My cervical screening experience
Despite having a grandmother who was a cervical cancer survivor and had suffered through the invasiveness of cancer treatment, I never really took the need for cervical screening seriously and I think this was mostly due to the fact that I held many misconceptions regarding my need for the test. These misconceptions included:
- I believed I didn’t have a ‘high’ or ‘urgent’ need to complete a test because I was not sexually active until my mid-twenties and because I had only ever had one sexual partner who I was married to. This led to me continuously ‘putting-off’ getting tested
- I also thought that I wasn’t at ‘high-risk’ of developing cervical cancer because I’m young and so I thought I don’t need to worry about cervical cancer until I’m older like my grandmother. I thought I could delay the test until later in life, but didn’t realise cervical cancer could definitely impact young people too.
Although I did feel a bit nervous before going to my first Cervical Screening Test, I asked a friend about their experience before my appointment and talking about it made me feel a little less nervous.
I booked a long appointment with my doctor so that I wouldn’t feel rushed and so I could let them know it was my first cervical screen and ask a few questions. This really helped to make me feel less nervous.
Understanding what happens during a Cervical Screening Test
When I started working in the cancer-space myself I received training so that I could communicate cancer screening messages to others and during this process I learnt what happens during a CST. I found the following info really helped me to understand the test and my urgent need to have one:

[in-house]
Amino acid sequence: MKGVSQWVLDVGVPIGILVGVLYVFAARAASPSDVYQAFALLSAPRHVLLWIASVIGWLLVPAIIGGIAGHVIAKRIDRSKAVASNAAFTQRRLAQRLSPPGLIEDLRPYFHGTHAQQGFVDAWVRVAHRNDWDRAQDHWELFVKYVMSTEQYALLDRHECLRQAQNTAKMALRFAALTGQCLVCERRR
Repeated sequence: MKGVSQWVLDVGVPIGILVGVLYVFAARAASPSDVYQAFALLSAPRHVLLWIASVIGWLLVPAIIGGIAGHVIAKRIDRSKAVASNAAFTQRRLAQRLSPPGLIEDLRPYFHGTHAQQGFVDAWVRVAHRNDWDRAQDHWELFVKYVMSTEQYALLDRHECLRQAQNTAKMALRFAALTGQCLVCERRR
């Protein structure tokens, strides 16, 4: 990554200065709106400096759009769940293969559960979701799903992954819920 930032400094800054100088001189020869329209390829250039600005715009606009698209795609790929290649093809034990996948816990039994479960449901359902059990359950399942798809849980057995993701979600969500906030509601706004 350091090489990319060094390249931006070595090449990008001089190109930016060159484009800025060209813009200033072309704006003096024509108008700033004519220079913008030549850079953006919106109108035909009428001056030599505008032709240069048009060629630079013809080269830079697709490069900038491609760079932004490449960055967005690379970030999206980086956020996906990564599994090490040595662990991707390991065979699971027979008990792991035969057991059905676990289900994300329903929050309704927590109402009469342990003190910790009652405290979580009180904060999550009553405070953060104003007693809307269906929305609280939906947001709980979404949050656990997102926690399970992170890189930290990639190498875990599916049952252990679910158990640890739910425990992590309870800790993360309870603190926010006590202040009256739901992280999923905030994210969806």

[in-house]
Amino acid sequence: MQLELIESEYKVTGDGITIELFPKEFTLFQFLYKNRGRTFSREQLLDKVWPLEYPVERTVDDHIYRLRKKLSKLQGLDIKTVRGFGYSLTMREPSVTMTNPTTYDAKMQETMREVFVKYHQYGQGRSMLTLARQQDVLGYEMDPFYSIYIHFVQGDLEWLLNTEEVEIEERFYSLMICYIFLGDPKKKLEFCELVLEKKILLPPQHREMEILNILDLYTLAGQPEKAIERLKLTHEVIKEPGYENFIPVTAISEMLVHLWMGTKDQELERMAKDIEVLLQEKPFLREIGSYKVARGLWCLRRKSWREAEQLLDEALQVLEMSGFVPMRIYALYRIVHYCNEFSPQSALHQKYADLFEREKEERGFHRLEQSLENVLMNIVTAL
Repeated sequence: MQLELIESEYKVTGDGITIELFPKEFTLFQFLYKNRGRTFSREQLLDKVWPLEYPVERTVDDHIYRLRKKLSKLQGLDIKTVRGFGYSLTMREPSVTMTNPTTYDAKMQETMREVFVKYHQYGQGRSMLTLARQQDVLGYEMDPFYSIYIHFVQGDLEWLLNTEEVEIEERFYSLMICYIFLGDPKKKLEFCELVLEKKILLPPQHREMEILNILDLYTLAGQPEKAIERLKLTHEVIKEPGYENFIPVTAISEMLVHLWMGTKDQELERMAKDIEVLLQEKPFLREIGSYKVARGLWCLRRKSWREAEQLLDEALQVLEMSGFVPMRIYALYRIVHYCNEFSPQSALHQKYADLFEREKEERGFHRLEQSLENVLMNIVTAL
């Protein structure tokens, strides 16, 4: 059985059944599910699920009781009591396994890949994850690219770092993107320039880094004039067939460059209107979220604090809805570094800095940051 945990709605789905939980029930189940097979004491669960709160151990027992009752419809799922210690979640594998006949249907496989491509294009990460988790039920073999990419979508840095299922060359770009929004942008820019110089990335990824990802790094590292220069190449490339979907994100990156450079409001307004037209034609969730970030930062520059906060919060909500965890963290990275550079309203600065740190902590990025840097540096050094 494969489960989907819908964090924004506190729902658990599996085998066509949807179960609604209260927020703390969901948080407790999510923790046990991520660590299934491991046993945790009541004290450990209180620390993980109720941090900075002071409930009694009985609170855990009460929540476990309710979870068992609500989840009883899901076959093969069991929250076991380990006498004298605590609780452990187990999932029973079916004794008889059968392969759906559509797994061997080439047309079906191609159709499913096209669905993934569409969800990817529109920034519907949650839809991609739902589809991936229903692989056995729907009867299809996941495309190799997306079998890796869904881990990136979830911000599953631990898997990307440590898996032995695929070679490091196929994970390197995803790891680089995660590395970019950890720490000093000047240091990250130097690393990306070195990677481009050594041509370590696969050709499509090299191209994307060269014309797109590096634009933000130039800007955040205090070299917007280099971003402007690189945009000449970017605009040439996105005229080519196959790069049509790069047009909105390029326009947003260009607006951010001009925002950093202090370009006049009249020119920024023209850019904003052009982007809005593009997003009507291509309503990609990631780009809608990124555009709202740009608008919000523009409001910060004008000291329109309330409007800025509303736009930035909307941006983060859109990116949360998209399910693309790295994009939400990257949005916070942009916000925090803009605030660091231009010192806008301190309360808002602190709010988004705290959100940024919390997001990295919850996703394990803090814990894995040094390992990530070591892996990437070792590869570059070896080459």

- I learnt and saw what a speculum is and what the swabs look like that will be used in a test. I could ask a lot of questions about what the test might feel like and all of these things helped me to not have as much fear surrounding the test as it no longer seemed like the ‘unknown’
- I learnt about what HPV is and how it can cause cervical cancer. When I learned that 90% of women will have HPV at some point in their lifetime, it suddenly occurred to me that I, like every person with a cervix, has a high chance of contracting HPV and it is important to have it monitored. I suddenly did not feel at ‘low-risk’ of cervical cancer anymore!
- Not long before attending this training, my husband was diagnosed with cancer and this also shattered my misconception that cancer often doesn’t affect young people. After becoming a carer for my husband, and receiving training in these cancer screening messages, I finally had no excuses for delaying a Cervical Screening Test and took responsibility for my own health and went and had my first test.
Advice for others
In my opinion, for a few moments of possible discomfort, the Cervical Screening Test is worth it. I think I always had an underlying anxiety about my risk of cervical cancer because my grandmother had cervical cancer. Once I had the test and received a negative result, I felt I could let go of that anxiety and rest assured that I have taken care of my health.
My husband passed away from a cancer that has no known prevention. The reality of that has made me realise that there is no reason for not getting a Cervical Screening Test, because cervical cancer is largely preventable through the HPV vaccination and regular screening and that is something to be grateful for.
We need to do whatever it takes to push past being hesitant, whether that means having several chats with our doctor before we feel confident enough to do the test, or chatting to our friends and learning more about their experiences, or going out of our way to learn more about the test.
Just because you are young, it doesn’t mean you cannot develop cervical cancer!